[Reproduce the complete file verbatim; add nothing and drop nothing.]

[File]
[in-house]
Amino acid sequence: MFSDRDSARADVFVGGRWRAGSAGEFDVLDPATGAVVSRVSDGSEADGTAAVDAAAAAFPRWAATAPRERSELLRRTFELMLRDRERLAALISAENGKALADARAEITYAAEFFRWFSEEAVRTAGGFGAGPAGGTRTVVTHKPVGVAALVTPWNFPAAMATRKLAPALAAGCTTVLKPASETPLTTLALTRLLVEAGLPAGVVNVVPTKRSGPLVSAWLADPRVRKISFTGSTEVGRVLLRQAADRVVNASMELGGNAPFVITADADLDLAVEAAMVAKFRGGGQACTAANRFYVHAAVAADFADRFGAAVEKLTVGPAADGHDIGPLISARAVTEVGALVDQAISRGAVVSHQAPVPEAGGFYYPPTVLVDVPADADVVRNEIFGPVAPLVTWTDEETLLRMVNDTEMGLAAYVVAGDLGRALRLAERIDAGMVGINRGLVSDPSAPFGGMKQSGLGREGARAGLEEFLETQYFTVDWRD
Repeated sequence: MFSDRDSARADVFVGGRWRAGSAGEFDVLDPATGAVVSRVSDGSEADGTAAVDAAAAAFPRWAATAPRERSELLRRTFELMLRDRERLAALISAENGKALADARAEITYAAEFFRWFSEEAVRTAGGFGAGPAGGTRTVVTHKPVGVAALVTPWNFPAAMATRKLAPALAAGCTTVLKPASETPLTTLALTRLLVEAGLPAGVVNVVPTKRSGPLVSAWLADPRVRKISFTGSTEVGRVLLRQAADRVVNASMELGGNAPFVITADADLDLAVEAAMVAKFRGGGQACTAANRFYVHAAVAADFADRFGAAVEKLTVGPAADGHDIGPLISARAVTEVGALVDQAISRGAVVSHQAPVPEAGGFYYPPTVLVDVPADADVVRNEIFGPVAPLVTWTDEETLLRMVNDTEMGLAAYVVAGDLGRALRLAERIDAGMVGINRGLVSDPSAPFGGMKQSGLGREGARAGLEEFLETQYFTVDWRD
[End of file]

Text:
[in-house]
Amino acid sequence: MFSDRDSARADVFVGGRWRAGSAGEFDVLDPATGAVVSRVSDGSEADGTAAVDAAAAAFPRWAATAPRERSELLRRTFELMLRDRERLAALISAENGKALADARAEITYAAEFFRWFSEEAVRTAGGFGAGPAGGTRTVVTHKPVGVAALVTPWNFPAAMATRKLAPALAAGCTTVLKPASETPLTTLALTRLLVEAGLPAGVVNVVPTKRSGPLVSAWLADPRVRKISFTGSTEVGRVLLRQAADRVVNASMELGGNAPFVITADADLDLAVEAAMVAKFRGGGQACTAANRFYVHAAVAADFADRFGAAVEKLTVGPAADGHDIGPLISARAVTEVGALVDQAISRGAVVSHQAPVPEAGGFYYPPTVLVDVPADADVVRNEIFGPVAPLVTWTDEETLLRMVNDTEMGLAAYVVAGDLGRALRLAERIDAGMVGINRGLVSDPSAPFGGMKQSGLGREGARAGLEEFLETQYFTVDWRD
Repeated sequence: MFSDRDSARADVFVGGRWRAGSAGEFDVLDPATGAVVSRVSDGSEADGTAAVDAAAAAFPRWAATAPRERSELLRRTFELMLRDRERLAALISAENGKALADARAEITYAAEFFRWFSEEAVRTAGGFGAGPAGGTRTVVTHKPVGVAALVTPWNFPAAMATRKLAPALAAGCTTVLKPASETPLTTLALTRLLVEAGLPAGVVNVVPTKRSGPLVSAWLADPRVRKISFTGSTEVGRVLLRQAADRVVNASMELGGNAPFVITADADLDLAVEAAMVAKFRGGGQACTAANRFYVHAAVAADFADRFGAAVEKLTVGPAADGHDIGPLISARAVTEVGALVDQAISRGAVVSHQAPVPEAGGFYYPPTVLVDVPADADVVRNEIFGPVAPLVTWTDEETLLRMVNDTEMGLAAYVVAGDLGRALRLAERIDAGMVGINRGLVSDPSAPFGGMKQSGLGREGARAGLEEFLETQYFTVDWRD